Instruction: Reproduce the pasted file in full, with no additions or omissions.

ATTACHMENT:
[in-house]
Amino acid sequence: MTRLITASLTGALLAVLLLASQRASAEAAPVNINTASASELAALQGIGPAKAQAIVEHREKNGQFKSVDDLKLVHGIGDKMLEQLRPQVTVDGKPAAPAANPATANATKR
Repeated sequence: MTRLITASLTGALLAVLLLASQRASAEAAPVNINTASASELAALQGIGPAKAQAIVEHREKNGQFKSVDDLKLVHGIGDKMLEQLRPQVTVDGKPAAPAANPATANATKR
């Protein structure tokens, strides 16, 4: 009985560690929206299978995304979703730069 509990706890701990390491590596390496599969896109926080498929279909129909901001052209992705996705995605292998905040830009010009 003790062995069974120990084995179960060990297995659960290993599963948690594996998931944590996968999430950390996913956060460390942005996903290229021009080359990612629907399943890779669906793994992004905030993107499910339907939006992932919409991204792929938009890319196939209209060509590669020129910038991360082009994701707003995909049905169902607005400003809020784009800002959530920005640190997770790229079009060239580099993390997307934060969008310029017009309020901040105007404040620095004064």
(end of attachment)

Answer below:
[in-house]
Amino acid sequence: MTRLITASLTGALLAVLLLASQRASAEAAPVNINTASASELAALQGIGPAKAQAIVEHREKNGQFKSVDDLKLVHGIGDKMLEQLRPQVTVDGKPAAPAANPATANATKR
Repeated sequence: MTRLITASLTGALLAVLLLASQRASAEAAPVNINTASASELAALQGIGPAKAQAIVEHREKNGQFKSVDDLKLVHGIGDKMLEQLRPQVTVDGKPAAPAANPATANATKR
């Protein structure tokens, strides 16, 4: 009985560690929206299978995304979703730069 509990706890701990390491590596390496599969896109926080498929279909129909901001052209992705996705995605292998905040830009010009 003790062995069974120990084995179960060990297995659960290993599963948690594996998931944590996968999430950390996913956060460390942005996903290229021009080359990612629907399943890779669906793994992004905030993107499910339907939006992932919409991204792929938009890319196939209209060509590669020129910038991360082009994701707003995909049905169902607005400003809020784009800002959530920005640190997770790229079009060239580099993390997307934060969008310029017009309020901040105007404040620095004064």